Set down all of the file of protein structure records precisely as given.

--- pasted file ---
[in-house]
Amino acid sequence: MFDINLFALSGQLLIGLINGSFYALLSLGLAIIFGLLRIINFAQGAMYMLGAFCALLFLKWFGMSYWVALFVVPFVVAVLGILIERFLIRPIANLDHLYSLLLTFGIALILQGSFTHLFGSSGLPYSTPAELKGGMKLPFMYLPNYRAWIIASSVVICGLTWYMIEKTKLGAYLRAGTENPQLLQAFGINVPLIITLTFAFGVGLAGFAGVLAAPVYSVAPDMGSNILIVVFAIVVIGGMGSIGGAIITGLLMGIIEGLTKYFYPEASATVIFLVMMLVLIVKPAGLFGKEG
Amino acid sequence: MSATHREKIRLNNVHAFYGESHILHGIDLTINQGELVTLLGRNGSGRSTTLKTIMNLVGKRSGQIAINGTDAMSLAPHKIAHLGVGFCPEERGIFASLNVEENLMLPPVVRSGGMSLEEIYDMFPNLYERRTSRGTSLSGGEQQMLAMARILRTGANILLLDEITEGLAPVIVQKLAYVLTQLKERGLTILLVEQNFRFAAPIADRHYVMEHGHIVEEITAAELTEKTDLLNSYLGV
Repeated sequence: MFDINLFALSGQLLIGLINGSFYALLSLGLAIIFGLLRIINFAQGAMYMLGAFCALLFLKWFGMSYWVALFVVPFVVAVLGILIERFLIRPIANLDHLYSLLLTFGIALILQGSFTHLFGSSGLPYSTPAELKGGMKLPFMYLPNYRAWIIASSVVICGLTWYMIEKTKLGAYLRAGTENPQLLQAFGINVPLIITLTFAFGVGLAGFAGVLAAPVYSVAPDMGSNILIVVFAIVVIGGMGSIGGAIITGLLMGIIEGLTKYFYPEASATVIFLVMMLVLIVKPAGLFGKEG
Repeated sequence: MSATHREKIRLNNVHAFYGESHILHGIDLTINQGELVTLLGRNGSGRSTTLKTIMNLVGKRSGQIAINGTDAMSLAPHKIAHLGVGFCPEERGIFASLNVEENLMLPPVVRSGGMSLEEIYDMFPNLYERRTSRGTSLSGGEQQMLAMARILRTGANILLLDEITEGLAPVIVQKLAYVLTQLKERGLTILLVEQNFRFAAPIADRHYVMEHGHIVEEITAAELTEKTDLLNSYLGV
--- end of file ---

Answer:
[in-house]
Amino acid sequence: MFDINLFALSGQLLIGLINGSFYALLSLGLAIIFGLLRIINFAQGAMYMLGAFCALLFLKWFGMSYWVALFVVPFVVAVLGILIERFLIRPIANLDHLYSLLLTFGIALILQGSFTHLFGSSGLPYSTPAELKGGMKLPFMYLPNYRAWIIASSVVICGLTWYMIEKTKLGAYLRAGTENPQLLQAFGINVPLIITLTFAFGVGLAGFAGVLAAPVYSVAPDMGSNILIVVFAIVVIGGMGSIGGAIITGLLMGIIEGLTKYFYPEASATVIFLVMMLVLIVKPAGLFGKEG
Amino acid sequence: MSATHREKIRLNNVHAFYGESHILHGIDLTINQGELVTLLGRNGSGRSTTLKTIMNLVGKRSGQIAINGTDAMSLAPHKIAHLGVGFCPEERGIFASLNVEENLMLPPVVRSGGMSLEEIYDMFPNLYERRTSRGTSLSGGEQQMLAMARILRTGANILLLDEITEGLAPVIVQKLAYVLTQLKERGLTILLVEQNFRFAAPIADRHYVMEHGHIVEEITAAELTEKTDLLNSYLGV
Repeated sequence: MFDINLFALSGQLLIGLINGSFYALLSLGLAIIFGLLRIINFAQGAMYMLGAFCALLFLKWFGMSYWVALFVVPFVVAVLGILIERFLIRPIANLDHLYSLLLTFGIALILQGSFTHLFGSSGLPYSTPAELKGGMKLPFMYLPNYRAWIIASSVVICGLTWYMIEKTKLGAYLRAGTENPQLLQAFGINVPLIITLTFAFGVGLAGFAGVLAAPVYSVAPDMGSNILIVVFAIVVIGGMGSIGGAIITGLLMGIIEGLTKYFYPEASATVIFLVMMLVLIVKPAGLFGKEG
Repeated sequence: MSATHREKIRLNNVHAFYGESHILHGIDLTINQGELVTLLGRNGSGRSTTLKTIMNLVGKRSGQIAINGTDAMSLAPHKIAHLGVGFCPEERGIFASLNVEENLMLPPVVRSGGMSLEEIYDMFPNLYERRTSRGTSLSGGEQQMLAMARILRTGANILLLDEITEGLAPVIVQKLAYVLTQLKERGLTILLVEQNFRFAAPIADRHYVMEHGHIVEEITAAELTEKTDLLNSYLGV